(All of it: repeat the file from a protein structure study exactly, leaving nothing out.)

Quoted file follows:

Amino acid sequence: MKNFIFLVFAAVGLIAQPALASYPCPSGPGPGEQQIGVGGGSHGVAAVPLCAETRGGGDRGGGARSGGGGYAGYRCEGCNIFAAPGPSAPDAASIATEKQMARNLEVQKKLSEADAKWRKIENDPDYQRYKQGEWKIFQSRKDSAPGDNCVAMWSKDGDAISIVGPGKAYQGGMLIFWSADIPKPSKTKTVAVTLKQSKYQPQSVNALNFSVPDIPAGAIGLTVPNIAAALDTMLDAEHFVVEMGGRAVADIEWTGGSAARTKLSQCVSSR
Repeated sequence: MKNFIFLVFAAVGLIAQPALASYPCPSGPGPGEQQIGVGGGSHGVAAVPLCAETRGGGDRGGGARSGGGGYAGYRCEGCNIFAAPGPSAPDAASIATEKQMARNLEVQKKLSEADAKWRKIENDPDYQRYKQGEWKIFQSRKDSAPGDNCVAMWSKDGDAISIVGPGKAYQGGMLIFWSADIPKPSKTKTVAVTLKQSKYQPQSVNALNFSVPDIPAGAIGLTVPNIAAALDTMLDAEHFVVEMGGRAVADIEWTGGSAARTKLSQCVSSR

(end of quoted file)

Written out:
Amino acid sequence: MKNFIFLVFAAVGLIAQPALASYPCPSGPGPGEQQIGVGGGSHGVAAVPLCAETRGGGDRGGGARSGGGGYAGYRCEGCNIFAAPGPSAPDAASIATEKQMARNLEVQKKLSEADAKWRKIENDPDYQRYKQGEWKIFQSRKDSAPGDNCVAMWSKDGDAISIVGPGKAYQGGMLIFWSADIPKPSKTKTVAVTLKQSKYQPQSVNALNFSVPDIPAGAIGLTVPNIAAALDTMLDAEHFVVEMGGRAVADIEWTGGSAARTKLSQCVSSR
Repeated sequence: MKNFIFLVFAAVGLIAQPALASYPCPSGPGPGEQQIGVGGGSHGVAAVPLCAETRGGGDRGGGARSGGGGYAGYRCEGCNIFAAPGPSAPDAASIATEKQMARNLEVQKKLSEADAKWRKIENDPDYQRYKQGEWKIFQSRKDSAPGDNCVAMWSKDGDAISIVGPGKAYQGGMLIFWSADIPKPSKTKTVAVTLKQSKYQPQSVNALNFSVPDIPAGAIGLTVPNIAAALDTMLDAEHFVVEMGGRAVADIEWTGGSAARTKLSQCVSSR